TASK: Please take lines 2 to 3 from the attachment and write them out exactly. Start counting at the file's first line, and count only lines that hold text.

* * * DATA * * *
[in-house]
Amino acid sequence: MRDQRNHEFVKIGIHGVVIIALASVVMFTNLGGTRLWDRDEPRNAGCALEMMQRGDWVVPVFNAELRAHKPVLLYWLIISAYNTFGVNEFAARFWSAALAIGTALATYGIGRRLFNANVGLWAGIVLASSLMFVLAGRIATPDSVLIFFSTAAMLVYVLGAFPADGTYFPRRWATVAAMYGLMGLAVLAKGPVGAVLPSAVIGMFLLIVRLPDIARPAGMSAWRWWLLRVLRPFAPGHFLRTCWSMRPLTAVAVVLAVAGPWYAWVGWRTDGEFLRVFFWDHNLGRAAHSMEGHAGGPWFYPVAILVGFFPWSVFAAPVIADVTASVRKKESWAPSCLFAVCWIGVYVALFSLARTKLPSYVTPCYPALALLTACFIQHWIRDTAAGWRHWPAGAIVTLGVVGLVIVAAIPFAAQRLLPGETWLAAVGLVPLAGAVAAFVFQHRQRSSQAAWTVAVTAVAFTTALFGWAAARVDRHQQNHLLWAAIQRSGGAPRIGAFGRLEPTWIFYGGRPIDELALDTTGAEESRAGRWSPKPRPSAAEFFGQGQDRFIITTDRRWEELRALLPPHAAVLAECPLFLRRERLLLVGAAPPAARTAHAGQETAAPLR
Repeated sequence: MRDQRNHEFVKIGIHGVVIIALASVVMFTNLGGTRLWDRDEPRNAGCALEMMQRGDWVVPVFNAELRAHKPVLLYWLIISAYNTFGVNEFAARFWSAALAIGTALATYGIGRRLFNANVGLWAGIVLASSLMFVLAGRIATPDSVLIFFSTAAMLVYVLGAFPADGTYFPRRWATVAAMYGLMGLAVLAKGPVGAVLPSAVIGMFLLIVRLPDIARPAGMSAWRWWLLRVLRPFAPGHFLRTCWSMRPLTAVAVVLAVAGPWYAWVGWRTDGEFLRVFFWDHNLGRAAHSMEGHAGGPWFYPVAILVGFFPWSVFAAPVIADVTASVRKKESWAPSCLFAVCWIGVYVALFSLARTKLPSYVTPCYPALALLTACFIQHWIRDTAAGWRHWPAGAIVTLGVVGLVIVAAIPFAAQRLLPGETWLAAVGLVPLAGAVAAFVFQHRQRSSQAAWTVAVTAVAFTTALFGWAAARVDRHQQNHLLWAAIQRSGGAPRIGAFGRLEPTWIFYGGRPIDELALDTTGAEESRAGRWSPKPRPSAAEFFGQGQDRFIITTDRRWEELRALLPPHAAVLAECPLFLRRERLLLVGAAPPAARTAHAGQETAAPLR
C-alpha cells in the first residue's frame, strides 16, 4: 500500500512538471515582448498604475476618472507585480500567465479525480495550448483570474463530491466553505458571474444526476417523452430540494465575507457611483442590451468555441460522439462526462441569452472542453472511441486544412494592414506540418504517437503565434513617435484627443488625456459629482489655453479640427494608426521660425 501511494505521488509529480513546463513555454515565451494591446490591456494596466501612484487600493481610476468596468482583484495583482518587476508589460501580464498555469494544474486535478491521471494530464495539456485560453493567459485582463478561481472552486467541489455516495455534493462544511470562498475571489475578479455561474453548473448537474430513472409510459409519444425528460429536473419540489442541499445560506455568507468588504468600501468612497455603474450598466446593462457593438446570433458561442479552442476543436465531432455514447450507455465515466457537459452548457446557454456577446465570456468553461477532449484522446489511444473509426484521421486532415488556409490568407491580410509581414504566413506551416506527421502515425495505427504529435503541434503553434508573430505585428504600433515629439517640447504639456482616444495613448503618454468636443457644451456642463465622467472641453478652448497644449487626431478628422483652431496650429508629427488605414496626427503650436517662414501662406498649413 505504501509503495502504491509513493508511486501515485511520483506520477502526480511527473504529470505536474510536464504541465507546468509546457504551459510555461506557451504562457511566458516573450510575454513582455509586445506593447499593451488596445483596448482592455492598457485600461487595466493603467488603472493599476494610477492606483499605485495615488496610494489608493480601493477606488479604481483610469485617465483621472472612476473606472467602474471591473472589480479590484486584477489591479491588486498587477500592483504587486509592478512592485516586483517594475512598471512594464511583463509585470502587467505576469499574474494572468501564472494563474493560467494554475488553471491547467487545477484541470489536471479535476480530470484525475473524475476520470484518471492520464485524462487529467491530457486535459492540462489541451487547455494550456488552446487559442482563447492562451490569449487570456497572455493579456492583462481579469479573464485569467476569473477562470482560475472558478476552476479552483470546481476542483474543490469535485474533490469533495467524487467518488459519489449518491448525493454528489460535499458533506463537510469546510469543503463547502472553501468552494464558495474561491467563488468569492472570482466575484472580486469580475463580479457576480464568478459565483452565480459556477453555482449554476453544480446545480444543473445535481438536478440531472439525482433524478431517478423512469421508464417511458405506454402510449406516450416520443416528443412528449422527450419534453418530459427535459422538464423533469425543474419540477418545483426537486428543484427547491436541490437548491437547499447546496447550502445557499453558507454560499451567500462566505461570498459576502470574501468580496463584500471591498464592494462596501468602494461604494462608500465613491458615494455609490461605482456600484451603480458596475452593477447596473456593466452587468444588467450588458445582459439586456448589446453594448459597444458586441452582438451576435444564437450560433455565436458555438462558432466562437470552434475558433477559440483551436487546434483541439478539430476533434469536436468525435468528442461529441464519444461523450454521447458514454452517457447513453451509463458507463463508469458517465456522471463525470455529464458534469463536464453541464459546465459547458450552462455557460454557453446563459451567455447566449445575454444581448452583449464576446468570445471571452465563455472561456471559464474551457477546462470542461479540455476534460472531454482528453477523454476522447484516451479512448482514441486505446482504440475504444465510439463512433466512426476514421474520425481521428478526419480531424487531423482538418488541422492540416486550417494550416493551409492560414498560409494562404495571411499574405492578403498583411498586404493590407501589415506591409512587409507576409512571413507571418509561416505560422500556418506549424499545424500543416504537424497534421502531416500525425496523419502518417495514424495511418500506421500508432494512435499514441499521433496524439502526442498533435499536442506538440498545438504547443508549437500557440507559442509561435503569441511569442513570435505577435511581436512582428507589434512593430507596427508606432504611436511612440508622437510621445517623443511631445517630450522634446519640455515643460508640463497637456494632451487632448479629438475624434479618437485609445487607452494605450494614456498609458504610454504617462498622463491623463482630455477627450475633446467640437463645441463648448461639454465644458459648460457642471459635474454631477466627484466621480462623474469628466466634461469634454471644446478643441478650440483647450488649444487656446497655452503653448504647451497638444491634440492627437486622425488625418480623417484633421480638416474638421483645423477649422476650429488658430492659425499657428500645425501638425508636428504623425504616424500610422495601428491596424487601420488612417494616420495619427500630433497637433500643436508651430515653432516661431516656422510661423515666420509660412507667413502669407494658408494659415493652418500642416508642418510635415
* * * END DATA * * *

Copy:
Amino acid sequence: MRDQRNHEFVKIGIHGVVIIALASVVMFTNLGGTRLWDRDEPRNAGCALEMMQRGDWVVPVFNAELRAHKPVLLYWLIISAYNTFGVNEFAARFWSAALAIGTALATYGIGRRLFNANVGLWAGIVLASSLMFVLAGRIATPDSVLIFFSTAAMLVYVLGAFPADGTYFPRRWATVAAMYGLMGLAVLAKGPVGAVLPSAVIGMFLLIVRLPDIARPAGMSAWRWWLLRVLRPFAPGHFLRTCWSMRPLTAVAVVLAVAGPWYAWVGWRTDGEFLRVFFWDHNLGRAAHSMEGHAGGPWFYPVAILVGFFPWSVFAAPVIADVTASVRKKESWAPSCLFAVCWIGVYVALFSLARTKLPSYVTPCYPALALLTACFIQHWIRDTAAGWRHWPAGAIVTLGVVGLVIVAAIPFAAQRLLPGETWLAAVGLVPLAGAVAAFVFQHRQRSSQAAWTVAVTAVAFTTALFGWAAARVDRHQQNHLLWAAIQRSGGAPRIGAFGRLEPTWIFYGGRPIDELALDTTGAEESRAGRWSPKPRPSAAEFFGQGQDRFIITTDRRWEELRALLPPHAAVLAECPLFLRRERLLLVGAAPPAARTAHAGQETAAPLR
Repeated sequence: MRDQRNHEFVKIGIHGVVIIALASVVMFTNLGGTRLWDRDEPRNAGCALEMMQRGDWVVPVFNAELRAHKPVLLYWLIISAYNTFGVNEFAARFWSAALAIGTALATYGIGRRLFNANVGLWAGIVLASSLMFVLAGRIATPDSVLIFFSTAAMLVYVLGAFPADGTYFPRRWATVAAMYGLMGLAVLAKGPVGAVLPSAVIGMFLLIVRLPDIARPAGMSAWRWWLLRVLRPFAPGHFLRTCWSMRPLTAVAVVLAVAGPWYAWVGWRTDGEFLRVFFWDHNLGRAAHSMEGHAGGPWFYPVAILVGFFPWSVFAAPVIADVTASVRKKESWAPSCLFAVCWIGVYVALFSLARTKLPSYVTPCYPALALLTACFIQHWIRDTAAGWRHWPAGAIVTLGVVGLVIVAAIPFAAQRLLPGETWLAAVGLVPLAGAVAAFVFQHRQRSSQAAWTVAVTAVAFTTALFGWAAARVDRHQQNHLLWAAIQRSGGAPRIGAFGRLEPTWIFYGGRPIDELALDTTGAEESRAGRWSPKPRPSAAEFFGQGQDRFIITTDRRWEELRALLPPHAAVLAECPLFLRRERLLLVGAAPPAARTAHAGQETAAPLR